Matak shared an anecdote about Peyton Silva at last year’s combine. While doing the vertical jump, Silva was wearing a VERT device. His numbers were lower on the official combine recordings than the VERT device showed because he mis-hit the thing at the top of his jump that told combine officials how high he jumped. He wanted to use the VERT data, but he couldn’t because the company wasn’t combine approved last year. Wearables will be approved soon at combines and could change how scouts look at college players. There will be a lot more data and more accurate data on jump height and even on more advanced things like jump load and G-Force. Look for wearables to be more present within the next few years.
— Dr. Patrick Lucey of STATS made a lot of interesting points over the weekend. At one point on Saturday, he entertained the discussion of all college teams getting SportVU cameras like all 30 NBA teams do. Now, there are a lot of logistical and expensive challenges with that, and I think it’s a ways away. Also, there’s the question of whether college teams even want the SportVU data — some NBA teams don’t use it. But if colleges did get SportVU data, that would be really helpful for pro scouts trying to look at how college players’ games would transition to the NBA. Again, this is a few years away, but it could change the scouting process, making it more quantitative for NBA front office types.
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Romeo Langford picked up an offer from Kansas on Monday morning. On Monday evening, Duke offered the New Albany sophomore star.
The 6-4 Langford is one of the nation's top prospects, coming off a season in which he led New Albany to a Class 4A state championship last month as a sophomore. He was the top vote-getter for the Associated Press all-state team as he averaged 29.3 points, 9.3 rebounds and 3.0 assists per game.
Langford is ranked No. 4 nationally in the recently-revised Scout.com national rankings for the 2018 class. He had previously picked up offers from Indiana, IUPUI, Louisville, Purdue, UCLA and Vanderbilt.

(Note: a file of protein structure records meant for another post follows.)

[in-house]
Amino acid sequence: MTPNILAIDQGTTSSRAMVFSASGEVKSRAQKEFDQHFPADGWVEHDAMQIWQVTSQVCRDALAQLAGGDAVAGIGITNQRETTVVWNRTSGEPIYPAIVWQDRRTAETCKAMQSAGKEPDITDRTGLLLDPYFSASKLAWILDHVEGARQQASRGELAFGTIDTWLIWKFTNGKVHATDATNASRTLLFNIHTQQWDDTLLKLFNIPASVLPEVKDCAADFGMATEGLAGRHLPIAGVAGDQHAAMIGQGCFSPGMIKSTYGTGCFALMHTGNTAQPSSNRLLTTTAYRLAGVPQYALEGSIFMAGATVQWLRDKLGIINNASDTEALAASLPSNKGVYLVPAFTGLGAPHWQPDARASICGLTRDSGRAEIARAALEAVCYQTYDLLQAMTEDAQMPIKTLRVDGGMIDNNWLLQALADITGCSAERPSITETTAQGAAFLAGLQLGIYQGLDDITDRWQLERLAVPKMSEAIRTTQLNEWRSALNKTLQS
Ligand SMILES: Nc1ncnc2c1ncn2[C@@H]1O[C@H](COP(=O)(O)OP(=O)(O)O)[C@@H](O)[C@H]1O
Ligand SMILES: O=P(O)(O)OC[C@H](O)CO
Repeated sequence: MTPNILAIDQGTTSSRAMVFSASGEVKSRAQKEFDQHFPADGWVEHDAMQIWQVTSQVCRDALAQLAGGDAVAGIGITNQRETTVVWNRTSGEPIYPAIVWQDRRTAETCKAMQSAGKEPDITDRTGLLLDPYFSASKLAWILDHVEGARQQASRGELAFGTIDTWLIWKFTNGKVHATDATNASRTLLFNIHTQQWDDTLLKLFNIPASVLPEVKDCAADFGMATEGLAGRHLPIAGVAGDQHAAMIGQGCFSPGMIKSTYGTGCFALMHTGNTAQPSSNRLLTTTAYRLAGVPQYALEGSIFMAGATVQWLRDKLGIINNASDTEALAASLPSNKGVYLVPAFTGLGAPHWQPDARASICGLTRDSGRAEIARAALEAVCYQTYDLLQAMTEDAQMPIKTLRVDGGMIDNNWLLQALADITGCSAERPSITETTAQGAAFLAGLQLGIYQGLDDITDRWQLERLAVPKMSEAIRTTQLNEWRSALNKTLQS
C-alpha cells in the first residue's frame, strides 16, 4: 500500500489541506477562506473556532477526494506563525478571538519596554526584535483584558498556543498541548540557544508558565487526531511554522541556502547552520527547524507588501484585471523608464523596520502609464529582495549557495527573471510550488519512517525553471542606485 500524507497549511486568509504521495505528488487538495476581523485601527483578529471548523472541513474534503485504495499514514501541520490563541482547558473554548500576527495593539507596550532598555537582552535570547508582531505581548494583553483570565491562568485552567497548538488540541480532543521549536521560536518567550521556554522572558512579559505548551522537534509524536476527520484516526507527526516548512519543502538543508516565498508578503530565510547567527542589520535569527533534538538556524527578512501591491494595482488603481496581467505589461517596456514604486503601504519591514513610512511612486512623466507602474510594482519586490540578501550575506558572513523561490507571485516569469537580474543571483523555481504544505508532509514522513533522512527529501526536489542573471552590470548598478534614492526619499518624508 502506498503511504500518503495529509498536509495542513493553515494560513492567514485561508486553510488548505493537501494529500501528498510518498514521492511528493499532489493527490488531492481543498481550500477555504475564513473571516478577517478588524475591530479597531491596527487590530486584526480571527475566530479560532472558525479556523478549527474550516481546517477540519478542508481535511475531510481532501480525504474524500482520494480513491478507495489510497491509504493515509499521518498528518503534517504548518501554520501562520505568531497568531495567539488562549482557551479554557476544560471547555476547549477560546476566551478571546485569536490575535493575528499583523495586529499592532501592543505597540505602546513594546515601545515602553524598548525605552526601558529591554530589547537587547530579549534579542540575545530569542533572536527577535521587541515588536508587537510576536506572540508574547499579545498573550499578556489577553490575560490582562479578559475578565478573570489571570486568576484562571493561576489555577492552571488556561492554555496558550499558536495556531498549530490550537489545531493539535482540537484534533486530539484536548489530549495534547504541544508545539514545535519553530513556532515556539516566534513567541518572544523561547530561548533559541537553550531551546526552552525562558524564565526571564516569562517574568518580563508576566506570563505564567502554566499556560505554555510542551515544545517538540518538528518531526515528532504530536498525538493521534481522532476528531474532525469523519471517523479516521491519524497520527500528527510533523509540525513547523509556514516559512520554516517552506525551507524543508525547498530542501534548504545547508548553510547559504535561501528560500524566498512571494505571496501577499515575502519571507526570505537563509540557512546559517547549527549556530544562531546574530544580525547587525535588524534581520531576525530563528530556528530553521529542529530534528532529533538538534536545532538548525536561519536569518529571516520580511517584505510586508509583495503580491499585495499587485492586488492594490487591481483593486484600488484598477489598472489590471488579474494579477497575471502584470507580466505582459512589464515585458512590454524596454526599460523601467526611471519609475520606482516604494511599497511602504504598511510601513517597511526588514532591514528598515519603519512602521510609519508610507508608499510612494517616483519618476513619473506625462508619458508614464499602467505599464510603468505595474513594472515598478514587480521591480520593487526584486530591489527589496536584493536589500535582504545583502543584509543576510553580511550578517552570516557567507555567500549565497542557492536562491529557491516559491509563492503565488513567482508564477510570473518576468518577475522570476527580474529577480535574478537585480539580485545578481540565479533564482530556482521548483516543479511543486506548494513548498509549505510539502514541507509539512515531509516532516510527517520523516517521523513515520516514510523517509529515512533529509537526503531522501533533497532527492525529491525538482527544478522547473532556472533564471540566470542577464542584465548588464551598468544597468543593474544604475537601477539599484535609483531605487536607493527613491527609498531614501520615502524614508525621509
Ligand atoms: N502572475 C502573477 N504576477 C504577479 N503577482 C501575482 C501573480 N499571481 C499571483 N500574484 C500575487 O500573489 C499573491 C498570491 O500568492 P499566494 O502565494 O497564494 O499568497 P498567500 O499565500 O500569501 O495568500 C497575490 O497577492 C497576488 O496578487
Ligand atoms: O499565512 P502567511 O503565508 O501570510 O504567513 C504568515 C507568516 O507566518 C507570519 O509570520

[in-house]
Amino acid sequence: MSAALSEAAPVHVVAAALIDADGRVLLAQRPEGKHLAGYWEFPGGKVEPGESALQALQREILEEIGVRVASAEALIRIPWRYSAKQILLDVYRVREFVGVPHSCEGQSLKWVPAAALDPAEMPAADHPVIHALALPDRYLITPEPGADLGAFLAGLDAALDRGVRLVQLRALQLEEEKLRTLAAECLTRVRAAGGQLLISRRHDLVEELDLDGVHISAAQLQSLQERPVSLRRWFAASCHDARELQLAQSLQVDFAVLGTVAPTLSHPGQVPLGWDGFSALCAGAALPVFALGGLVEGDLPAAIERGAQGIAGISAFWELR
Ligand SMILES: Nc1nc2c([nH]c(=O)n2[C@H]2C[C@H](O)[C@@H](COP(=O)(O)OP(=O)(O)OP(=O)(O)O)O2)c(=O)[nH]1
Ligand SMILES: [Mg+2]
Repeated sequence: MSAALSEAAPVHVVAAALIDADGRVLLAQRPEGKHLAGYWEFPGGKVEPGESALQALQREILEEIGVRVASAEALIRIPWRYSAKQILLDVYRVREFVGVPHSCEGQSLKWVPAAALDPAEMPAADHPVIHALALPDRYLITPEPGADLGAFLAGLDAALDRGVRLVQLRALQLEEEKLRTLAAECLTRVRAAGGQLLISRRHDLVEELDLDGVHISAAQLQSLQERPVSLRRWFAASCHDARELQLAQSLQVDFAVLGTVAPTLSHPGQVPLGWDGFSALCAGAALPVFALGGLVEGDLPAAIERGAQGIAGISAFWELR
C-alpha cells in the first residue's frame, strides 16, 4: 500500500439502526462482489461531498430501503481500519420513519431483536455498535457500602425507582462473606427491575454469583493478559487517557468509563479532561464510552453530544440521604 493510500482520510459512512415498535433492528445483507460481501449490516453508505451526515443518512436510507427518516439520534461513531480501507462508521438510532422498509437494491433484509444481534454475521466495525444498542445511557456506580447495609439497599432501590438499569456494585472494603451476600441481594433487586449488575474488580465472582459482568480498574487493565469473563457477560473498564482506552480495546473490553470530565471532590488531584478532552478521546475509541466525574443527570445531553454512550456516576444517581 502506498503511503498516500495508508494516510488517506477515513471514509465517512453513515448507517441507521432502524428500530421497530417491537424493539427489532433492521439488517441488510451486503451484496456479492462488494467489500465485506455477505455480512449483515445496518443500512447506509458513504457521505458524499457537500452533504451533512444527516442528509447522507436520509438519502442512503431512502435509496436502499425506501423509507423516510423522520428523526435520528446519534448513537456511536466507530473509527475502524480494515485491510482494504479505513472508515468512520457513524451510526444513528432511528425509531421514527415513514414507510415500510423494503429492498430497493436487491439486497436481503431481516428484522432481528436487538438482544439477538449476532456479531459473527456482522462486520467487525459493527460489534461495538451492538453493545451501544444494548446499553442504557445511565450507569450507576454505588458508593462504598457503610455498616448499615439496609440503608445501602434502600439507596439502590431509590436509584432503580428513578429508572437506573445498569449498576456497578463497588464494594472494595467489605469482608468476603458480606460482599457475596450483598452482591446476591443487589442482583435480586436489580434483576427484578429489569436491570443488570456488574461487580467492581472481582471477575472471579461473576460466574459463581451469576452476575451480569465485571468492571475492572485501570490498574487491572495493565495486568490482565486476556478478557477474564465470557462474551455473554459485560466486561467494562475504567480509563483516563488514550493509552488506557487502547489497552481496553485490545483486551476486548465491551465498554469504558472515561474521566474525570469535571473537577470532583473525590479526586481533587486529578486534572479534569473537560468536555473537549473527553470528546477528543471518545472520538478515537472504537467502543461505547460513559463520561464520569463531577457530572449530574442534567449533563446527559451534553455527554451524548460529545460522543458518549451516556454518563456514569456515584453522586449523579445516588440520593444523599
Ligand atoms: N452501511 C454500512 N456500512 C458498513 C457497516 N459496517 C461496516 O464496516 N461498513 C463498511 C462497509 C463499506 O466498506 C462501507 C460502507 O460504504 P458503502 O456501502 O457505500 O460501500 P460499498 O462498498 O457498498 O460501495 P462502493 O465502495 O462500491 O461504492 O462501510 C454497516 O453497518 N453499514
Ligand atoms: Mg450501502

Kansas University basketball coach Bill Self has offered a scholarship to Bishop Miege freshman Jeremiah Robinson-Earl, the son of former KU player Lester Earl, Rivals.com’s Eric Bossi reported Tuesday.
…Miege’s Bol Bol, the son of the late Manute Bol, also has received a scholarship offer from KU. The 6-foot-11 sophomore scored 14 points in the state-title game.
“Robinson has a chance to be a nationally elite prospect and reminds me a lot of Perry Ellis at the same age,” Bossi writes, noting Creighton has offered and Kentucky, North Carolina and Iowa “have all reached out.”
…Self reportedly visited with Jarrett Allen, a 6-10 senior forward from St. Stephens Episcopal School in Austin, Texas, on Tuesday night. KU, Texas and Houston have been mentioned the most in the recruitment of Allen, ranked No. 20 nationally in the Class of 2016 by Rivals.com. Today, Rivals.com’s Bossi says Self will visit Chuma Okeke, a 6-7 junior forward from Westlake High in Atlanta who is ranked No. 62 in the Class of 2017 by Rivals.com.
Miami is not the only team after Derryck Thornton, but it appears the Hurricanes are one of them.
Jim Larranaga, who is looking for help at point guard, reportedly made a trip to Durham, N.C. on Tuesday to meet with Thornton, a former five-star recruit who is transferring from Duke. Larranaga said in his season-ending press conference he would spend this month recruiting. Among his needs: point guards and big men.
Thornton (6-2, 175), rated 17th nationally and third among point guards in the 2015 class by ESPN, is hearing from heavy hitters. Kansas’ Bill Self and USC’s Andy Enfield were there yesterday, according to reports.